At present, solicitors are prohibited from limiting liability below the compulsory minimum of £2/3m, yet because of the ‘claims made’ basis of PII, their assets may be at risk if compulsory cover is reduced.

It is not possible to say that one only does low value work and therefore needs less cover: the writer’s experience has included the defence of a £3m conveyancing claim from a £25,000 purchase, and a multimillion pound claim from the £2,000 settlement of a personal injury claim. There is no way of knowing which claimants will randomly find their claims are not covered, damaging the reputation of the profession in the process.

The proposals will benefit very few indeed. Those who oppose the change should make their views known before the consultation closes on 15 June 2018.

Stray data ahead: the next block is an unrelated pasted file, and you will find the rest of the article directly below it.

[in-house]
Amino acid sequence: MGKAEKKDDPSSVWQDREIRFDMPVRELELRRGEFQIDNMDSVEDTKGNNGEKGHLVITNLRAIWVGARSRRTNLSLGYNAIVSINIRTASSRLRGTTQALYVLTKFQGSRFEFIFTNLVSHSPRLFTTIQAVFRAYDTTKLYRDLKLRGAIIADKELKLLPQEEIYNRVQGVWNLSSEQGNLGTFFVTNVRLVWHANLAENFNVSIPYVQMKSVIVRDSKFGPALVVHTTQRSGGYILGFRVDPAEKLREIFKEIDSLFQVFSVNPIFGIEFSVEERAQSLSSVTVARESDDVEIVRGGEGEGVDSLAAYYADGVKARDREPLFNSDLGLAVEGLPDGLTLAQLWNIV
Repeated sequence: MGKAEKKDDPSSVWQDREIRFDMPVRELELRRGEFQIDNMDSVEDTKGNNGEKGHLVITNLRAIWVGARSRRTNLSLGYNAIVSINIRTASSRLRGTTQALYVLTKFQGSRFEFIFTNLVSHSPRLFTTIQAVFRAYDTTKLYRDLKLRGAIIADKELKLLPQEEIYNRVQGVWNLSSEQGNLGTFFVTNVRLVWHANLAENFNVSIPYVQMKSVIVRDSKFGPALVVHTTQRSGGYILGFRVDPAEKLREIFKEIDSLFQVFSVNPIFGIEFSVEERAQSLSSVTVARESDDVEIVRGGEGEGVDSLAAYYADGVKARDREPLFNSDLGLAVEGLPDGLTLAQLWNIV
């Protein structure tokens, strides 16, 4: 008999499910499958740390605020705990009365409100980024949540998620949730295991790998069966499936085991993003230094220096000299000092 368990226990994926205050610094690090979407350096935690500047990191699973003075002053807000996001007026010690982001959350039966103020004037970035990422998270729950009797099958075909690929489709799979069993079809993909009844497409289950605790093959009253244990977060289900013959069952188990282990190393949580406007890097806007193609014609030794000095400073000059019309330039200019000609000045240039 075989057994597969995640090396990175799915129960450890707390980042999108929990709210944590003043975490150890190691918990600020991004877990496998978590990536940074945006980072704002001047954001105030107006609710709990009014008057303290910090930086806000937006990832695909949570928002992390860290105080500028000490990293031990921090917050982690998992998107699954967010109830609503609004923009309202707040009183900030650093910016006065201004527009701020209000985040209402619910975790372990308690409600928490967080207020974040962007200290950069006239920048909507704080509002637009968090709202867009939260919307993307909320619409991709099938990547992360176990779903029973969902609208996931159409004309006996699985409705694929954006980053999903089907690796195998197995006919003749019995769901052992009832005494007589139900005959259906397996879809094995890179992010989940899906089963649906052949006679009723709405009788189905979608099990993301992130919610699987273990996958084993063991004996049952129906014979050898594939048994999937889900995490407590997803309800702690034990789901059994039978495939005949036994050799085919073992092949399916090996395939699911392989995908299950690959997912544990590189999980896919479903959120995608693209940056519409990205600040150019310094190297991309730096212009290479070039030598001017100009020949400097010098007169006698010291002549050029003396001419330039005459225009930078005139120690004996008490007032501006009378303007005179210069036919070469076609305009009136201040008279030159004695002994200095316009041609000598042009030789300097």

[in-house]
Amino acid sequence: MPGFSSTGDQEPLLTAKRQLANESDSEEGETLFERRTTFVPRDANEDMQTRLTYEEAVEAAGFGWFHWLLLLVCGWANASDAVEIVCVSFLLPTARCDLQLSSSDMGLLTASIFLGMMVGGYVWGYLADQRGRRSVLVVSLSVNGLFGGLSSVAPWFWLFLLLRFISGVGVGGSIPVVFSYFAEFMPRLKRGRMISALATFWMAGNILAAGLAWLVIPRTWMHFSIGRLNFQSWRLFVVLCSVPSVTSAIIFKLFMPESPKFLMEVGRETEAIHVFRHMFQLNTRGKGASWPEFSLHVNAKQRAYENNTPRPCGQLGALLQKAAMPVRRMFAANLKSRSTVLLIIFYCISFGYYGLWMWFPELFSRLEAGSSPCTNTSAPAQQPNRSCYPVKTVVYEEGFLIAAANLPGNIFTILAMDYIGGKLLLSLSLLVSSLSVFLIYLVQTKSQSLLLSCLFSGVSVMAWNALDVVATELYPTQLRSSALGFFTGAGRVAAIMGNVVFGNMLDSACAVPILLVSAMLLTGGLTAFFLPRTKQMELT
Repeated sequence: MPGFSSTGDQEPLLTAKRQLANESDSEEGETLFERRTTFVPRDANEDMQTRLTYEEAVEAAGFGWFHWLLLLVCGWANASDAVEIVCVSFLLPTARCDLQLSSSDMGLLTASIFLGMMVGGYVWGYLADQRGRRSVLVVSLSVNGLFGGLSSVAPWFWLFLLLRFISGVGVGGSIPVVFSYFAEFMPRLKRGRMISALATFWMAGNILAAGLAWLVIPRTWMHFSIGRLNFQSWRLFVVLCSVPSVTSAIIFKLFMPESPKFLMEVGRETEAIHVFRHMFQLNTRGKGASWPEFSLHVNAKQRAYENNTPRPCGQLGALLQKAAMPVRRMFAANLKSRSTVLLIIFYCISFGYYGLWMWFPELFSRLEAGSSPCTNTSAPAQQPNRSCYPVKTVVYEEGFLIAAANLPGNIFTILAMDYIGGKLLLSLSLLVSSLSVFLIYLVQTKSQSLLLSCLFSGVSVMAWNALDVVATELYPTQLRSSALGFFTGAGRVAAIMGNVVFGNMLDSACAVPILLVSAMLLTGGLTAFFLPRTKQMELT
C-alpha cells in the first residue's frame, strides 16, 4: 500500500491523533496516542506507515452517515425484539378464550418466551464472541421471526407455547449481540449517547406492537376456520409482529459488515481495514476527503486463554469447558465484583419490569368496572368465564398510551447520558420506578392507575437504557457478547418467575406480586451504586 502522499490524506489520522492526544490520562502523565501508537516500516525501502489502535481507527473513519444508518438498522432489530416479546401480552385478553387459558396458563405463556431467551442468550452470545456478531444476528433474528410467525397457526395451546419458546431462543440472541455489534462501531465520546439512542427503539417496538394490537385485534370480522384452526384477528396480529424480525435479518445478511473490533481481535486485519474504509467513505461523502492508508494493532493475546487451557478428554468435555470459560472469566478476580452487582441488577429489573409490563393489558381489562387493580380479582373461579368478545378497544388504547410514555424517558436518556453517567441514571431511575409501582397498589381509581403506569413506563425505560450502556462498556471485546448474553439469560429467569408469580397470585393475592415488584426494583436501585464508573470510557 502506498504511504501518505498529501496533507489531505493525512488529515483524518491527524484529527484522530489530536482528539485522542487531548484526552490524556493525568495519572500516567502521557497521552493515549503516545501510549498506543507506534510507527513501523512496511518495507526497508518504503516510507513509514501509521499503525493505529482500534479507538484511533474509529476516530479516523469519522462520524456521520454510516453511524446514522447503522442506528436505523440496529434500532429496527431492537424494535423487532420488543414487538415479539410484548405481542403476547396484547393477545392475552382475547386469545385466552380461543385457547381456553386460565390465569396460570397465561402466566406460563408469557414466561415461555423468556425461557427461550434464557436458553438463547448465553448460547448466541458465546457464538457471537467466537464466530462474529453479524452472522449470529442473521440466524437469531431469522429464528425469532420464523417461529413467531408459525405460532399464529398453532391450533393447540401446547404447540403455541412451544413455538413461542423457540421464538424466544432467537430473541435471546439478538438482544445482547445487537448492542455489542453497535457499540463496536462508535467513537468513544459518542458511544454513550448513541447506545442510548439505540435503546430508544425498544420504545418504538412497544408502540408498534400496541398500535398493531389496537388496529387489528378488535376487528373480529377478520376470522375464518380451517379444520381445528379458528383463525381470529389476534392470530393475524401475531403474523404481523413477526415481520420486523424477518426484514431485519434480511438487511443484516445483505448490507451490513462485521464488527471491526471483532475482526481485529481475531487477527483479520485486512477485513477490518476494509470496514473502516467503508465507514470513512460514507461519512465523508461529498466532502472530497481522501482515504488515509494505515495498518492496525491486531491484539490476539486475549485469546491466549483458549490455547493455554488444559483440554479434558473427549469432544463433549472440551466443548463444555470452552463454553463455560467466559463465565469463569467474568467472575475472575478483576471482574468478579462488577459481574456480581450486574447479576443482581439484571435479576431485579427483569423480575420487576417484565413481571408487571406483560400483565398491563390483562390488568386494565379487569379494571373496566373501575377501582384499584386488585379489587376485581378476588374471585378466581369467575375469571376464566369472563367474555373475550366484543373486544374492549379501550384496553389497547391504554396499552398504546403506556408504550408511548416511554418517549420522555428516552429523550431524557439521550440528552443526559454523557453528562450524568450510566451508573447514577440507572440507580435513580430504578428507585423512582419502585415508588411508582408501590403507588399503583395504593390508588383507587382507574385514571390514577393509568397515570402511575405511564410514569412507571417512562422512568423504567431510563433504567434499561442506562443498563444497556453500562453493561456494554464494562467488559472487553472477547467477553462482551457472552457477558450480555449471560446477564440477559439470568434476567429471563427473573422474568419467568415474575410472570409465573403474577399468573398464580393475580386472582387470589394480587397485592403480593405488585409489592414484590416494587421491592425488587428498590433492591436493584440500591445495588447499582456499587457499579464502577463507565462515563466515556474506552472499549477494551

This blog was originally compiled for the benefit of clients and prospective clients of companies of the JLT group of companies (“JLT”) and published on It is not legal advice and is intended only to highlight general issues relating to its subject matter; it does not necessarily deal with every aspect of the topic. Views and opinions expressed in this document are those of JLT unless specifically stated otherwise. Whilst every effort has been made to ensure the accuracy of the content of this document, no JLT entity accepts any responsibility for any error, or omission or deficiency. If you intend to take any action or make any decision on the basis of the content of this document, you should first seek specific professional advice. The information contained within this article may not be reproduced and nothing herein shall be construed as conferring to you by implication or otherwise any licence or right to use any JLT intellectual property.